Faculty & Staff

Faculty Senate braces for budget cuts

Texas is facing a budget shortfall of up to $24 billion in the next legislative session, and the Faculty Senate is preparing for a 10 percent reduction in state funds. The budget cut is expected to be officially announced when the Texas Legislature resumes next year, but the Senate is already planning for the worst.

“Ten percent of our general funds — and this is just the money we’re subtracting from the total revenue we get from the state — comes out to be about 3 percent of our total budget,” Provost John Antel said. “So that’s at least a little bit of good news — but it’s still 13.7 million dollars, which is an awful lot of money.”

The Senate is looking into many different ways to try and combat this loss of funding any way it can — including looking into cutting some programs, Antel said.

“What we’re going to do in the interim in the next few months — it might take a year or two years — we’re going to get together and really try and come down and do program evaluations,” Antel said.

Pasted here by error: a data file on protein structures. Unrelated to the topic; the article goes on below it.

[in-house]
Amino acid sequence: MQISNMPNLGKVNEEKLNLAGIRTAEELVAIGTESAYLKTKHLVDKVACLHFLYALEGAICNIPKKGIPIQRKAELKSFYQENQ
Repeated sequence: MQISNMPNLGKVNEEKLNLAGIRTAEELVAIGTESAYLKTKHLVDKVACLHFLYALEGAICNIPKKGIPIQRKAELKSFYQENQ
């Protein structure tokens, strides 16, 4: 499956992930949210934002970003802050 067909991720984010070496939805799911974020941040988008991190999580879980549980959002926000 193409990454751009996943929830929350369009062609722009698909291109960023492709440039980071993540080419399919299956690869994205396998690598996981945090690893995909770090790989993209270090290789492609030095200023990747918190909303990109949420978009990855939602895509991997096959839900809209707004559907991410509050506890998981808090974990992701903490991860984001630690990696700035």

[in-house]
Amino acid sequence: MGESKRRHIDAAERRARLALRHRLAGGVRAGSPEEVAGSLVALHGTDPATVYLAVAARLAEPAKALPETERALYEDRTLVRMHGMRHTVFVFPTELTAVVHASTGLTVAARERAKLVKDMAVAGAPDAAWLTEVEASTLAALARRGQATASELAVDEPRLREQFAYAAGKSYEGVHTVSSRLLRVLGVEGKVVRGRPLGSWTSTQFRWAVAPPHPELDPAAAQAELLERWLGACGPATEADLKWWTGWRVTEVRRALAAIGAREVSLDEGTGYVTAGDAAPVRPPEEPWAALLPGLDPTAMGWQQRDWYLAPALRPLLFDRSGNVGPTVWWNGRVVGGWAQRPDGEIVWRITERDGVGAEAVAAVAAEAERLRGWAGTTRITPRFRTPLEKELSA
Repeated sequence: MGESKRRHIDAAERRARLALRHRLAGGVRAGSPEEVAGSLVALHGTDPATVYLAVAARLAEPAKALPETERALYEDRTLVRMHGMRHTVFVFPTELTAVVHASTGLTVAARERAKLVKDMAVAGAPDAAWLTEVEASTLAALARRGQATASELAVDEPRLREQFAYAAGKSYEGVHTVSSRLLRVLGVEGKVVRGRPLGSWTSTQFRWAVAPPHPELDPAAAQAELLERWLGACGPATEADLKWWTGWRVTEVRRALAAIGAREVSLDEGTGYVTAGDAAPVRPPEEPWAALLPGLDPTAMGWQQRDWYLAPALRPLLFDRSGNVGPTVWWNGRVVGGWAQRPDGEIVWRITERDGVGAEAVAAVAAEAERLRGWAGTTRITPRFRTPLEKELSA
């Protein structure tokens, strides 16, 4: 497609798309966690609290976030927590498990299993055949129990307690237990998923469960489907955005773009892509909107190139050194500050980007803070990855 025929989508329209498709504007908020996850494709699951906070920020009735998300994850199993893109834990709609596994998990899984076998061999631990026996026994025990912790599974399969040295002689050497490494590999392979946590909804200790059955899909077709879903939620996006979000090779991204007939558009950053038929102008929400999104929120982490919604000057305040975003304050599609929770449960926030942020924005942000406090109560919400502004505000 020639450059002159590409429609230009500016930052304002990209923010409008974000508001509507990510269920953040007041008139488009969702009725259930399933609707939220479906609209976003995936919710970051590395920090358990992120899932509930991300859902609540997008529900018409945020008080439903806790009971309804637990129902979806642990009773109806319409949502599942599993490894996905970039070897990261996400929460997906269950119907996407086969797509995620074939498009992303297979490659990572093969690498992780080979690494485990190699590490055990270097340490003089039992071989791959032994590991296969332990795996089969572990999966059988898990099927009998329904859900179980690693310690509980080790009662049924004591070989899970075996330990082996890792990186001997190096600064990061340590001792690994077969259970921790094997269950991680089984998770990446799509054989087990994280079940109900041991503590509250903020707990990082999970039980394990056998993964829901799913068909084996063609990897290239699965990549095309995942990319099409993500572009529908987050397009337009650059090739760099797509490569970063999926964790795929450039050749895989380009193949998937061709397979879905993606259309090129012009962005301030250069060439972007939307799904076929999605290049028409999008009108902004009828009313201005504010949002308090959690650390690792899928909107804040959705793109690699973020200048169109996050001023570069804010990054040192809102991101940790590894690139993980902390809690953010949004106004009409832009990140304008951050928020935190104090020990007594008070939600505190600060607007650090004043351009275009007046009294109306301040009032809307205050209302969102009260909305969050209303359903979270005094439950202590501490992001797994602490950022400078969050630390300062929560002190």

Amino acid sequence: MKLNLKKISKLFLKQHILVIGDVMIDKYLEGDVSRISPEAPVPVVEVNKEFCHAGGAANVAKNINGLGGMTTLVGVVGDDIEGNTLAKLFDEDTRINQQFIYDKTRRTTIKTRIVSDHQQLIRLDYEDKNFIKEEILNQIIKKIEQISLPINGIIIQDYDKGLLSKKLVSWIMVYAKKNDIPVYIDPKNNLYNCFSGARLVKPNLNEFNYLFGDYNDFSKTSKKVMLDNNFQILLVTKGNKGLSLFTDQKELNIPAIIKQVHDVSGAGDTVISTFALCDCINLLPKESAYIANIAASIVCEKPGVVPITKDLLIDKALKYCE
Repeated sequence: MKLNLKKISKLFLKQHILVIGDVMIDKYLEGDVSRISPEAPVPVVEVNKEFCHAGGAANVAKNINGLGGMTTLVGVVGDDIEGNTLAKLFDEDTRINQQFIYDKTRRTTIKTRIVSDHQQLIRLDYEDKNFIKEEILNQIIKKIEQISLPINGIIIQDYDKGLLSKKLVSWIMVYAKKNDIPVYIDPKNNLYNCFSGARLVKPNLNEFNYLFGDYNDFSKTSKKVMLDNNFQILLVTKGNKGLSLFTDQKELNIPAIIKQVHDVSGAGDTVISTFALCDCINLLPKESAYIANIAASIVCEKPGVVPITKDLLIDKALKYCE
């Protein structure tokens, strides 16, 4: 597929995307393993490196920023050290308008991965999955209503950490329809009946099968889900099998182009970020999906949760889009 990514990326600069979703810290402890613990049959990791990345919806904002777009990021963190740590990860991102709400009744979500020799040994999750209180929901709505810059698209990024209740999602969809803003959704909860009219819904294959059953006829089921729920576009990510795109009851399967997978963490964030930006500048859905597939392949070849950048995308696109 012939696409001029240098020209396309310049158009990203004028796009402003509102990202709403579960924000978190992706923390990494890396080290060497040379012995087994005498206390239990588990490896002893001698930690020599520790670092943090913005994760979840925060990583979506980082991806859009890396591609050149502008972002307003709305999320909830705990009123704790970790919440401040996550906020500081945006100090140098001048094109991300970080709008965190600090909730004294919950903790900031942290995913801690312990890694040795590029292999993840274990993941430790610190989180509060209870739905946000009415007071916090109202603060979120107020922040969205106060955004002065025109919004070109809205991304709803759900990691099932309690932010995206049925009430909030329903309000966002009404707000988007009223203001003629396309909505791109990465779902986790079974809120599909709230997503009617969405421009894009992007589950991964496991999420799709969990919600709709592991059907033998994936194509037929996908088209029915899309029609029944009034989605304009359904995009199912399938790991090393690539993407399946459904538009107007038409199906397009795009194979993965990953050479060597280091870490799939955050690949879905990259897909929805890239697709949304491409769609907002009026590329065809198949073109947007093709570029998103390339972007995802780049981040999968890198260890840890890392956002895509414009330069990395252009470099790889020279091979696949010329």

No matter what the outcome of the budget cuts may be, the Senate remains focused on the University’s short and long-term future. While there are some cuts being made, the organization is also ensuring that UH stays on the right track, and it’s looking as far ahead as 10 years.

“We have to think about where we want to be in ten years as an institution, and we have to think about our current priorities — our high level priorities,” Antel said.

Although it wasn’t the most light-hearted discussion, President Renu Khator made sure to emphasize that UH students will always be the first priority, no matter what.

“I want our students to feel that they are not poor cousins to anybody,” Khator said. “We value them, we believe in them, they are special to us, and we want them to be successful and graduate.”


  • With pending budget cuts in the horizon for the University of Houston, why on earth is UH trying to buy a second radio transmitter tower and frequency license from Rice University, which will also deprive Houston of the unique programming offered by student-run KTRU? It seems to me UH’s priorities are seriously flawed here. As a UH alum, I strongly support UH attaining Tier one status, but buying a $10 million radio station when it already has one, during bad financial times does not seem to me like sound business practices.

  • Obviously neither one of you know where the funding is coming from — 88.7 is taking out a loan for the money necessary to buy the transmitter. No University funds are being used to purchase the tower.

    Do some research before you comment next time.

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